I met Bassem Mohsen for a few moments in July 2013. He was upbeat and hopeful that the army had taken hold of power from the Muslim Brotherhood.
I remember being surprised by his quick optimism. He believed that these generals were different than those who had ruled during the period of the Supreme Council of the Armed Forces, following former President Hosni Mubarak’s ouster. After all, they had deposed our most recent nemesis, the Muslim Brotherhood.
My only and very brief encounter with Bassem left me disappointed. A mutual friend had told me about his constant involvement in all stages of the January 25 revolution. He had already paid the price — he was incarcerated, and then lost his left eye in the critical battle of Mohamed Mahmoud in November 2011. It made me angry that this popular sentiment of black and white thinking could be so widespread, even among the most outspoken proponents of the revolt of our times.
Less than a month later, the soldiers Bassem had cheered for carried out a crime as they massacred Muslim Brotherhood supporters at a sit-in at the Rabea al-Adaweya mosque. Thousands killed, thousands injured, thousands arrested — most of whom are still jailed today. The biggest bloodbath the Egyptian army carried out on its own population.
Four months later, Bassem's body was transferred from his native Suez to Cairo's Qasr al-Aini hospital after an army sniper's bullet penetrated his forehead.
At the hospital, his friend Eno, overcome with sorrow, told me that Bassem had joined the Muslim Brotherhood demonstrators that day not in support of their cause, but out of protest against the police and military's killing spree since taking power. I had been disappointed with what seemed to me Bassem's simplistic analysis months earlier, but he clearly did not linger long in his short-sighted trust in the generals.
Unlike Bassem, I had opposed the military when they were celebrated into power on July 3. And again, unlike Bassem, I did not take to the street despite my rage at the horrors that ensued. After the decisive divide-and-rule tactic that the military and police generals carried out that July, I drew back, feeling with many around me that we needed to bide our time to be able to speak or to act again. Following a period of naive optimism, Bassem could clearly do no such thing. Injustice was injustice, torture and killing was just that, and he took to the street even if alongside his former enemy.
The coup that Bassem and I oppose not only eventually metamorphosed the Muslim Brotherhood into a terrorist entity, and condemned any other opposition with widespread popular blessing. This legitimization also opened a path of unprecedented police brutality.
Egyptians lost much support in the days following June 30, 2013, when they chanted into power the same police and military forces that they had chased out of it less than three years earlier. The widespread indifference toward the August 14 massacre that accompanied a rising fascistic spirit just confirmed that fall from grace.
One year after the massacre, Egypt's prisons are full of dissidents and innocents of all political stripes. Every Friday, protesters take to the street against the newly gained power of the police and military. These are not just supporters of the Brotherhood. Hundreds of Bassems pass through the morgues, thousands fill the decrepit cells of the prisons — these are the “unknowns” with the courage to dissent. If these acts of protest are reported at all, the pro-military media will usually paint them wholesale as Muslim Brotherhood members, banned and thus deserving to be captured or killed.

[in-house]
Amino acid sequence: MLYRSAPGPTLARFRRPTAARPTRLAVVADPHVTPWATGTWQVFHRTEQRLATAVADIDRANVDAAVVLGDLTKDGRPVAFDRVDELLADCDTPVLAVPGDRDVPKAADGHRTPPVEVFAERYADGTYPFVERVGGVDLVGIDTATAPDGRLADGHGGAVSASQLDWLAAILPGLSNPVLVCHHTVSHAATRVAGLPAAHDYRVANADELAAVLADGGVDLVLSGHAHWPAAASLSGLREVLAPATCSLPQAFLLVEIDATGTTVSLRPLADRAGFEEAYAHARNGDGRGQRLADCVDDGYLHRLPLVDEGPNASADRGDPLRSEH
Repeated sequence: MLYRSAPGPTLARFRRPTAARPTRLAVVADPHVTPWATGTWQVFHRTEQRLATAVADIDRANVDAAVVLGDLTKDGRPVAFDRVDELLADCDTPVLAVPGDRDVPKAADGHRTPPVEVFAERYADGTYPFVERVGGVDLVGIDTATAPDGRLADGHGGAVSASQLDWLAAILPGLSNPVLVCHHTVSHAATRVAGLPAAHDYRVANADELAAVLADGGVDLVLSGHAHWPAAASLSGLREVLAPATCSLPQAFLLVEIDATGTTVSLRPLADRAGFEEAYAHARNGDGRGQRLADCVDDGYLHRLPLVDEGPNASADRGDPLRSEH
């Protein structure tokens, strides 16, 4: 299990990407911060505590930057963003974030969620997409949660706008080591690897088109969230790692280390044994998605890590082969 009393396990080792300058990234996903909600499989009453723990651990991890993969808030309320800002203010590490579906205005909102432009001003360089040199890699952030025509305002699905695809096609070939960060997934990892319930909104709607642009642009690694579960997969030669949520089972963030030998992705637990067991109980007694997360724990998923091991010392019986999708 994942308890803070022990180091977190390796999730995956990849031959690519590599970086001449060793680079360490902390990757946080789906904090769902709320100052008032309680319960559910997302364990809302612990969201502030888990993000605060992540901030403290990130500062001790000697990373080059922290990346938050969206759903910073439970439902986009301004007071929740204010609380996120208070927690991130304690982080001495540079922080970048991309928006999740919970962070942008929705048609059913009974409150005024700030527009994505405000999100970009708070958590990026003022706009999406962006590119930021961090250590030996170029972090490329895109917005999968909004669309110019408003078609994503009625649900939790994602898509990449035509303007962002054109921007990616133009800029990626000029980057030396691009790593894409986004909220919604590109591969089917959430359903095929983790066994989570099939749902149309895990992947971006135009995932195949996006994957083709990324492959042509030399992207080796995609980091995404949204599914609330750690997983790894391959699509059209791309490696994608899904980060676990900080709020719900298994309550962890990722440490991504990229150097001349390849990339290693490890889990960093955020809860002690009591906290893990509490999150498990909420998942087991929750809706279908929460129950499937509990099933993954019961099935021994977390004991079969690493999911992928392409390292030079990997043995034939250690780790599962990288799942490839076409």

Though I do not affirm the Brotherhood's cause to return to power, I believe in their right to dissent. All those that risk their bodies, like Bassem, risk the bullet. I will by no means try to justify the shocking actions of Egyptians that started the morning of June 30, the rise of the fascistic, the acceptance of the torment of others. The most powerful tool to these ends is the discourse of terrorism that has fed into the deep fear in the hearts of so many living inside a regime of terror.
There is a vital lesson to be learned in Egypt: no revolt happens in a vacuum. Egypt’s revolutionaries cannot face the local police and military believing that we are unrelated to the incarceration of protesters in Bashar al-Assad's dungeons, the neo-liberal policies spreading across the globe or black youths shot dead in the inner cities of the United States.
No revolt exists in a vacuum. And in this power balance we are all black, we are the underdogs, we are the wretched still trying to fight ourselves free from the stranglehold of the colonizer, metamorphosed into the prison warden in dark skin and leaders that are our kin, but still hold the whip over our heads. The lesson we must glean is that as our world becomes ever smaller, the weapons that your leaders grant ours are never to be trusted, and must be smashed.
The bombs dropping on Gaza are made far away, and the blood they shed is on the hands of those who do not stop them from reaching the mercenaries. The consequences of sealed borders preventing the dying from receiving some care lie on my shoulders. The twisted tales told by the agencies in your neighborhoods that falsify the history of the outcasts is a responsibility we must bare.
Like Bassem, we must find the courage to try and stop them, or else we prepare a future of horrors.
Rest in peace Bassem. We continue your struggle.